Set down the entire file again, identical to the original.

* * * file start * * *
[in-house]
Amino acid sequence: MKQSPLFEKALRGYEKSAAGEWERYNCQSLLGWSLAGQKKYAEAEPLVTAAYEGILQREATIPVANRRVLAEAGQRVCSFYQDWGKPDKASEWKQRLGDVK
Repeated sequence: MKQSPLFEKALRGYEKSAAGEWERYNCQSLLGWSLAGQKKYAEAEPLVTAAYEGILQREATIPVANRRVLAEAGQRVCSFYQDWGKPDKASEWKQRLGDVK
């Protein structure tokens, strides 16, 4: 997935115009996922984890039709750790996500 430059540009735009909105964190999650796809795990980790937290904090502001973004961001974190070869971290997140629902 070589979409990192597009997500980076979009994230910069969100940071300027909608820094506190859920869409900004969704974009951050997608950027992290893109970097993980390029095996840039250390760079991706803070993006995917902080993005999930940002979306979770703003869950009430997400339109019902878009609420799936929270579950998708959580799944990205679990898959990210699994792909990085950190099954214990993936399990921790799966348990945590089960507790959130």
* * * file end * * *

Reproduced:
[in-house]
Amino acid sequence: MKQSPLFEKALRGYEKSAAGEWERYNCQSLLGWSLAGQKKYAEAEPLVTAAYEGILQREATIPVANRRVLAEAGQRVCSFYQDWGKPDKASEWKQRLGDVK
Repeated sequence: MKQSPLFEKALRGYEKSAAGEWERYNCQSLLGWSLAGQKKYAEAEPLVTAAYEGILQREATIPVANRRVLAEAGQRVCSFYQDWGKPDKASEWKQRLGDVK
């Protein structure tokens, strides 16, 4: 997935115009996922984890039709750790996500 430059540009735009909105964190999650796809795990980790937290904090502001973004961001974190070869971290997140629902 070589979409990192597009997500980076979009994230910069969100940071300027909608820094506190859920869409900004969704974009951050997608950027992290893109970097993980390029095996840039250390760079991706803070993006995917902080993005999930940002979306979770703003869950009430997400339109019902878009609420799936929270579950998708959580799944990205679990898959990210699994792909990085950190099954214990993936399990921790799966348990945590089960507790959130």